– Eurozone sovereign debt problems are rising like zombies as Ireland (a representation of following the rules by establishing austerity to balance the budget), Greece, and Portugal sovereign debt spreads are moving up quickly. We may be in a situation where countries are in debt traps, which the only solution is to eradicate the debt/default.

– ICSC Goldman Store Sales and Redbook, two weekly consumption metrics, continue to show stagnant to contracting growth rates. ICSC YoY growth rate is now the lowest since May, at +1.8 YoY. Redbook’s YoY growth rate has stagnated at 3.0% growth.

Observations/Thoughts

> Here’s a fantastic example of my published article at the end of last year. I’m not focusing here on a questioning of Democracy at this point, but we are indeed starting to see deadlock causing damage to our economy’s prospects. Let’s hope lawmakers come together and pass effective legislation to pull the economy out of this nightmare before things begin to get worse.

> Look for Protectionist talk to continue to gain speed here as the mid-terms are bearing down and China hasn’t really done anything regarding its promise on letting the Yuan strengthen. Why haven’t they you ask? See here. Sept 15-16 will be interesting. Tying in with my China’s Dilemma article, here’s a story on inflation really starting to cause headaches for China.

> On the Bush-tax cuts note, here was an interesting article in that it shows the main points of contention that I believe will eventually conclude in an extension of the tax cuts for all making under $250,000, while the rich get socked. Even though it’s not explicit, the debate will turn into a field for class-warfare. The whole debate is whether 2% of the population should get a tax break when they are already pretty well off vs. the other 98% of the nation. Think of all the bad press with the bankers, the politicians, and business leaders sending jobs overseas. What’s the one general thing they have in common? They are all rich! Common sense is what I’m sticking with when making this forecast.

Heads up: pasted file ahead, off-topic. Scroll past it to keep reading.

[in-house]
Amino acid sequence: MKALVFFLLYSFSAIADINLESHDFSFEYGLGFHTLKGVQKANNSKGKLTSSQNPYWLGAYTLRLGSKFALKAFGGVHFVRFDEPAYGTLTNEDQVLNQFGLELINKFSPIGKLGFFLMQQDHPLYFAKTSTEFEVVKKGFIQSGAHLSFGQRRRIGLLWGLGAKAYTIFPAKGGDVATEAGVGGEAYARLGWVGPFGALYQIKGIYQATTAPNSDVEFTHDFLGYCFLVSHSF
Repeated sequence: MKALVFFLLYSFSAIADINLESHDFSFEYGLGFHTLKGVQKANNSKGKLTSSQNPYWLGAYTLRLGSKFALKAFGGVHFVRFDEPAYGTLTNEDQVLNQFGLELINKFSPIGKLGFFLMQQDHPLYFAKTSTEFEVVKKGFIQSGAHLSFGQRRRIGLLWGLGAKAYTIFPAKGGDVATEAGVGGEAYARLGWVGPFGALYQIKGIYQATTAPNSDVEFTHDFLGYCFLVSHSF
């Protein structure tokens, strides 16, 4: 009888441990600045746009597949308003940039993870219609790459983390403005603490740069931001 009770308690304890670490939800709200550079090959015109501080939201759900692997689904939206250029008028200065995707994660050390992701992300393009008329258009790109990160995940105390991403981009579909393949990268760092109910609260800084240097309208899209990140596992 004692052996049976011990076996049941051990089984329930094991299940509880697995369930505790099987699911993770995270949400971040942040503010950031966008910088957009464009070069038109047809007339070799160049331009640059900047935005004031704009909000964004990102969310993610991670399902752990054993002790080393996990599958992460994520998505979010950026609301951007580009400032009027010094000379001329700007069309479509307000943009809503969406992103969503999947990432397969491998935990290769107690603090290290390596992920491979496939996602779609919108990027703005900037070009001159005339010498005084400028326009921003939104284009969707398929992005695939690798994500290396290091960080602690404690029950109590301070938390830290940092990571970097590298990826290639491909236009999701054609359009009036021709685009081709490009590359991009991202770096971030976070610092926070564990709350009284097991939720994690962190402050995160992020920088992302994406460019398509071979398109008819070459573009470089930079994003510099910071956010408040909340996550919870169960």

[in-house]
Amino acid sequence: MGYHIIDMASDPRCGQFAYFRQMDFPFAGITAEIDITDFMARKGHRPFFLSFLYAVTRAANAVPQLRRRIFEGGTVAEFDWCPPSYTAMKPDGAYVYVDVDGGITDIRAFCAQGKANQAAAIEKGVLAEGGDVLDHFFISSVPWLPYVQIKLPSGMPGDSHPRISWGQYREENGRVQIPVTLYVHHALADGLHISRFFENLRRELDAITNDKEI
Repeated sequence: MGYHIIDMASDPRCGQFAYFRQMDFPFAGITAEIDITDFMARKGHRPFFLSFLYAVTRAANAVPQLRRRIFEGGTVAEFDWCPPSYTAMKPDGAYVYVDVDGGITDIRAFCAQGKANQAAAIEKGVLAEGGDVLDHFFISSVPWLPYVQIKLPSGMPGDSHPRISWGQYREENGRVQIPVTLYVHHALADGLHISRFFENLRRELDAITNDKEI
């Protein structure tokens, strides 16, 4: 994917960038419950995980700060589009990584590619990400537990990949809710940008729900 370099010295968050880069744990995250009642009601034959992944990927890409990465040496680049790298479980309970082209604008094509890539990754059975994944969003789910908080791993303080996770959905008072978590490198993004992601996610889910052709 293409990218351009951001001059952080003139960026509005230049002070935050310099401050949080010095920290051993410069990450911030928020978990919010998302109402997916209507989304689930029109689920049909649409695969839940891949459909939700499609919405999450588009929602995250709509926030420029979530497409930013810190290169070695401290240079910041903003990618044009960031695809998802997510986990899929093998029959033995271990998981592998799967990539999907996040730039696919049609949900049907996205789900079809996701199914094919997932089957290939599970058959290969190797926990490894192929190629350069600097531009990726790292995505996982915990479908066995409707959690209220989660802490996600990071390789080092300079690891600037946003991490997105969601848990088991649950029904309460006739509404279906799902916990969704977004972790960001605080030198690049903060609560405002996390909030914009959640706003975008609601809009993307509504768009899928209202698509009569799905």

> The Bull/Bear war continues from a technical perspective. We seem to be forming a large symmetrical triangle as the market hasn’t decided which way to go, while the 200 day MA was an insurmountable wall for the bulls this week. On the one hand, we have an increasingly clouded Macro backdrop, while on the other, we have continued global growth, a US economy which hasn’t fallen out of bed, and very enticing valuations. The rest of the year should indeed be interesting as mid-terms come closer and the Bush-tax drama may come to a culmination. (Courtesy of freestockcharts.com)

> The Eurozone woes continue to lurk with spreads relative to Bunds near the highs achieved since the big scare in the spring. With the US economy very vulnerable to an external shock, if this area blows up, it would be the nail in the coffin for the already fading US recovery. (Courtesy of CalculatedRisk Blog).

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—> Please visit RCS Investments for my expanded and detailed Outlooks (thesis), and my “Market Radar”, what I believe are the main factors affecting the economy and the financial markets.